Degreed LENS Lite Takeaways


Published October 7, 2020 at 3:40 PM

One: “HR should think like the business and always be connected with the strategy.”

Racquel Andrade, Head of Attraction and Development at Itaú

With a strategy focused on solving real client needs through digital transformation, Itaú bank needed to reskill their team and attract qualified new professionals. Before achieving the kind of client-centricity they desired, the team at Itaú had a few challenges to overcome:

  • They had no living record of the skills their team had
  • They weren’t developing new skills in an agile way
  • Their Learning Management System (LMS) was outdated

Racquel highlighted the value of data that comes from Learning and Development (L&D) activities when an organisation needs to pivot. L&D data can highlight gaps, strengths, and opportunities that when leveraged, can help the achievement of strategy.

Two: “Technology alone will not achieve learning transformation.”

Amanda Nolen, Co-Founder and Analyst at NilesNolen

“Just because you’ve set up a new platform, that doesn’t mean that people are going to use it or use it in the way you intended.” If you’re trying to align your organisation around learning technology, start by focusing on three things:

  • Identify the business problems you’re trying to solve
  • Consider how people are already learning today
  • Buy technology to address problems and fills gaps

Having this insight can lead you down a path of using learning technology to transform learning culture.

Three: “We didn't just want our people to do the things that would get them through today.”

Sarah Gretczko, Senior Vice President, Chief Learning & Insights Officer at Mastercard

If you’re not constantly evolving your skills strategy, your learning and development culture may never address the changing demands of business. To future-fit your employees’ skills and your organisation’s adaptability, Sarah recommends:

  • Creating and maintaining a list of in-demand skills needed to meet your business goals
  • Taking inventory of the available skills within your organisation
  • Comparing the demand against available skills in your organisation and make a plan to move forward

Putting skills first creates agility in your organisation which supports your ability to iterate – fail fast to win. Keep your skills strategy flexible so that your organisation is always ready to pivot.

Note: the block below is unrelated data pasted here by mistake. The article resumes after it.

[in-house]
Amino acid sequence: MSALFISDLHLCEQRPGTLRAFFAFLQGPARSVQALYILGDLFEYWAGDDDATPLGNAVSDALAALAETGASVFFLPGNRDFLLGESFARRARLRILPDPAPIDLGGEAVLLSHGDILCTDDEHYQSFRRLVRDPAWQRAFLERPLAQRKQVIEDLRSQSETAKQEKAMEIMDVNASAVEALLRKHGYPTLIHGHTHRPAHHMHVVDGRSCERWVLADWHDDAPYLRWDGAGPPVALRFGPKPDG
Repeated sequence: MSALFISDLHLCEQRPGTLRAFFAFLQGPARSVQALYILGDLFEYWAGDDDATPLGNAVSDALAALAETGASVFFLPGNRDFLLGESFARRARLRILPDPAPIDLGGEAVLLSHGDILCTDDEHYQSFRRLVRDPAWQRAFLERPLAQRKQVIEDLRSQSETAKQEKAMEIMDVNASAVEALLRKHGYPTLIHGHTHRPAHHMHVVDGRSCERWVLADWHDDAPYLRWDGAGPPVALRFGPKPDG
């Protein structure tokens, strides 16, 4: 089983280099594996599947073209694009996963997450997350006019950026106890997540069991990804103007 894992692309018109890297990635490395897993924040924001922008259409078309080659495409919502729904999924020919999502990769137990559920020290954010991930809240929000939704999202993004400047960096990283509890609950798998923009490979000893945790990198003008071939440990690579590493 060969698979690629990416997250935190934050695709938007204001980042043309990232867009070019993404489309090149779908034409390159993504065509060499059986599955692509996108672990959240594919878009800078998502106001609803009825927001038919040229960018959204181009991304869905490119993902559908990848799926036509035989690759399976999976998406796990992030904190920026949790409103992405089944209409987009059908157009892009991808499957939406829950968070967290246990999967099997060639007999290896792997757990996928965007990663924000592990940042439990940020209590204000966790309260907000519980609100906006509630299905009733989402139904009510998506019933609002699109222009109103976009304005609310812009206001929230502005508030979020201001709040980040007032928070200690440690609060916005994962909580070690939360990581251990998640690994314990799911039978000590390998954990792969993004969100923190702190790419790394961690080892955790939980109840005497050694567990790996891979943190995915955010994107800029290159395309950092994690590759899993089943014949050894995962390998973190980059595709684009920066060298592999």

Four: “Train leaders to do a better job giving and receiving feedback.”

Simon Sinek, Optimist and Best Selling Author

In his closing keynote, Simon Sinek highlighted how important it is to put people at the centre, create an infinite mindset in our organisations, and the role of leaders in achieving this. He used the concept of having a finite versus an infinite mindset in an organisation. The former leads to doing what’s always been done because it historically resulted in a “win” with the latter allowing organisations to flex, adapt, lead and “stay in the game” longer.

His advice for Talent, Learning and HR leaders on how to embrace new work models and challenge the status quo?

  • HR needs to reflect on its purpose in the future world of work. They are the voice of the people who don’t have a seat at the table, not just a mechanism to carry out instructions from senior leadership
  • Leaders should be trained to lead. Their learning should be ongoing and as robust as that of a new joiner in any organisation. The skills leaders need to create an infinite mindset in an organisation are not “soft” skills – they are human skills:
    • listening, empathy, giving and receiving feedback, dealing effectively with confrontations, and having difficult conversations
  • Balance incentive structures, so people are rewarded not just for their performance but also how they achieved that performance. When you value numbers over people – you’re sending a particular message to your organisation and binding yourself to a finite mindset.

Five: “Know your crystal balls from your rubber balls.”

Cynt Marshal, CEO, Dallas Mavericks

Cynt’s opening keynote energised and inspired from start to finish. She took us on a journey and shared insights on everything from leading with heart, diversity and inclusion, and balancing what is important to you. These are some stand out knowledge bombs that resonated with our team:

  • Diversity is being invited to the party. Inclusion is being asked (sic and taught) to dance
  • Lead with inspiration, respect, authenticity and integrity
  • It takes a few different perspectives to identify all the ways to get something done
  • Be very clear about what your rubber balls and crystal balls are in life. Rubber balls represent something that if dropped, can bounce back to you or someone else. Crystal balls once dropped are either irreparable or will never be what they once were. We all juggle countless balls every day from doctor’s appointments to family milestones and important meetings. We’re likely to drop at least one. Make sure the one you drop isn’t crystal.


Speak to a Ceed Digital Learning Partner about how Degreed helps Talent, Learning and HR functions stay connected to strategy, shape learning culture, and builds the skills people need for the future.

Kershia Naidoo

Kershia Naidoo

Senior Learning Technologist

Published October 7, 2020 at 3:40 PM